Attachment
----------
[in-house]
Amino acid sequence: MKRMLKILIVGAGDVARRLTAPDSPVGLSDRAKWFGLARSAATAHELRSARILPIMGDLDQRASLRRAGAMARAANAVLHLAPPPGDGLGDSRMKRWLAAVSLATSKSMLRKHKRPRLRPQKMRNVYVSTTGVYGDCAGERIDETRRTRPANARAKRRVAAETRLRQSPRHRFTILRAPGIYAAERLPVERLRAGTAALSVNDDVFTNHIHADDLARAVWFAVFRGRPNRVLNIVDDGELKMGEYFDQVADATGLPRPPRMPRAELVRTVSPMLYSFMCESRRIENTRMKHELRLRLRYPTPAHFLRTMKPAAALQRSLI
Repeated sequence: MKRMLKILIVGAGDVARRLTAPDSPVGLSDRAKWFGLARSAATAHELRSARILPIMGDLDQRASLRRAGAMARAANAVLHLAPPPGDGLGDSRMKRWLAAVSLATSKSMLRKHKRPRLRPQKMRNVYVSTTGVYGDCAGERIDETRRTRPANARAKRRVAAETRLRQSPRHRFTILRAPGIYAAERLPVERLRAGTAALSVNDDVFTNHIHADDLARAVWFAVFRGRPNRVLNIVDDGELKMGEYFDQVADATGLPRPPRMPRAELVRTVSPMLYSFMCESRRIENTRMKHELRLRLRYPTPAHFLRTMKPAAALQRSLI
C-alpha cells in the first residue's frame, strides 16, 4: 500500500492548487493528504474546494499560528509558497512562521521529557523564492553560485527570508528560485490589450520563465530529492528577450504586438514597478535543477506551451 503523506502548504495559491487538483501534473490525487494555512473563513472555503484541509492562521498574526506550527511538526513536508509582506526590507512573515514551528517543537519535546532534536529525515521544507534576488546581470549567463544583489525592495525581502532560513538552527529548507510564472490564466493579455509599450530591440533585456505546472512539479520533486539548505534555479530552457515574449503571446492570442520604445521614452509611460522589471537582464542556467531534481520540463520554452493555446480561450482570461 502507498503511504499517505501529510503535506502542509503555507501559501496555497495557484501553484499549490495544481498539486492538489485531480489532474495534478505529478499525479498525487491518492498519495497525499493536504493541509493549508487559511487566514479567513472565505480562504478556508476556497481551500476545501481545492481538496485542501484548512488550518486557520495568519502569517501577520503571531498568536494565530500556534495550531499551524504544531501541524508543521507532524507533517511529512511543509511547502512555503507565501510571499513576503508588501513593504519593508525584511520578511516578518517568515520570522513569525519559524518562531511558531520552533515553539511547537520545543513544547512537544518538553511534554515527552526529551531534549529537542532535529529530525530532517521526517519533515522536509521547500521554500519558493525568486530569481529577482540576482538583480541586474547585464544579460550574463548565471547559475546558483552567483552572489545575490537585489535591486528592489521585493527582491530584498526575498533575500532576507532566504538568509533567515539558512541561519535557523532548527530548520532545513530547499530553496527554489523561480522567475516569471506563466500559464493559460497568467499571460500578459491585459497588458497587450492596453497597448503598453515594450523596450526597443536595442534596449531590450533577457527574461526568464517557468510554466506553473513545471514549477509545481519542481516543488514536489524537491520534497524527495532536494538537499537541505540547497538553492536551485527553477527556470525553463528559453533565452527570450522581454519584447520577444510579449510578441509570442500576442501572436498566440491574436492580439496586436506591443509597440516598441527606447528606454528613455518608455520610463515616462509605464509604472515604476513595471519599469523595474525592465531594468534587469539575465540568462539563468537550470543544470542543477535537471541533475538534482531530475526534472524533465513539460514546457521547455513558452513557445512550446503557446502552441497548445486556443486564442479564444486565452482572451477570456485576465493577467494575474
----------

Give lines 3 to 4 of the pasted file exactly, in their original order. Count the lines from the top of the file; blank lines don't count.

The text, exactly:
Repeated sequence: MKRMLKILIVGAGDVARRLTAPDSPVGLSDRAKWFGLARSAATAHELRSARILPIMGDLDQRASLRRAGAMARAANAVLHLAPPPGDGLGDSRMKRWLAAVSLATSKSMLRKHKRPRLRPQKMRNVYVSTTGVYGDCAGERIDETRRTRPANARAKRRVAAETRLRQSPRHRFTILRAPGIYAAERLPVERLRAGTAALSVNDDVFTNHIHADDLARAVWFAVFRGRPNRVLNIVDDGELKMGEYFDQVADATGLPRPPRMPRAELVRTVSPMLYSFMCESRRIENTRMKHELRLRLRYPTPAHFLRTMKPAAALQRSLI
C-alpha cells in the first residue's frame, strides 16, 4: 500500500492548487493528504474546494499560528509558497512562521521529557523564492553560485527570508528560485490589450520563465530529492528577450504586438514597478535543477506551451 503523506502548504495559491487538483501534473490525487494555512473563513472555503484541509492562521498574526506550527511538526513536508509582506526590507512573515514551528517543537519535546532534536529525515521544507534576488546581470549567463544583489525592495525581502532560513538552527529548507510564472490564466493579455509599450530591440533585456505546472512539479520533486539548505534555479530552457515574449503571446492570442520604445521614452509611460522589471537582464542556467531534481520540463520554452493555446480561450482570461 502507498503511504499517505501529510503535506502542509503555507501559501496555497495557484501553484499549490495544481498539486492538489485531480489532474495534478505529478499525479498525487491518492498519495497525499493536504493541509493549508487559511487566514479567513472565505480562504478556508476556497481551500476545501481545492481538496485542501484548512488550518486557520495568519502569517501577520503571531498568536494565530500556534495550531499551524504544531501541524508543521507532524507533517511529512511543509511547502512555503507565501510571499513576503508588501513593504519593508525584511520578511516578518517568515520570522513569525519559524518562531511558531520552533515553539511547537520545543513544547512537544518538553511534554515527552526529551531534549529537542532535529529530525530532517521526517519533515522536509521547500521554500519558493525568486530569481529577482540576482538583480541586474547585464544579460550574463548565471547559475546558483552567483552572489545575490537585489535591486528592489521585493527582491530584498526575498533575500532576507532566504538568509533567515539558512541561519535557523532548527530548520532545513530547499530553496527554489523561480522567475516569471506563466500559464493559460497568467499571460500578459491585459497588458497587450492596453497597448503598453515594450523596450526597443536595442534596449531590450533577457527574461526568464517557468510554466506553473513545471514549477509545481519542481516543488514536489524537491520534497524527495532536494538537499537541505540547497538553492536551485527553477527556470525553463528559453533565452527570450522581454519584447520577444510579449510578441509570442500576442501572436498566440491574436492580439496586436506591443509597440516598441527606447528606454528613455518608455520610463515616462509605464509604472515604476513595471519599469523595474525592465531594468534587469539575465540568462539563468537550470543544470542543477535537471541533475538534482531530475526534472524533465513539460514546457521547455513558452513557445512550446503557446502552441497548445486556443486564442479564444486565452482572451477570456485576465493577467494575474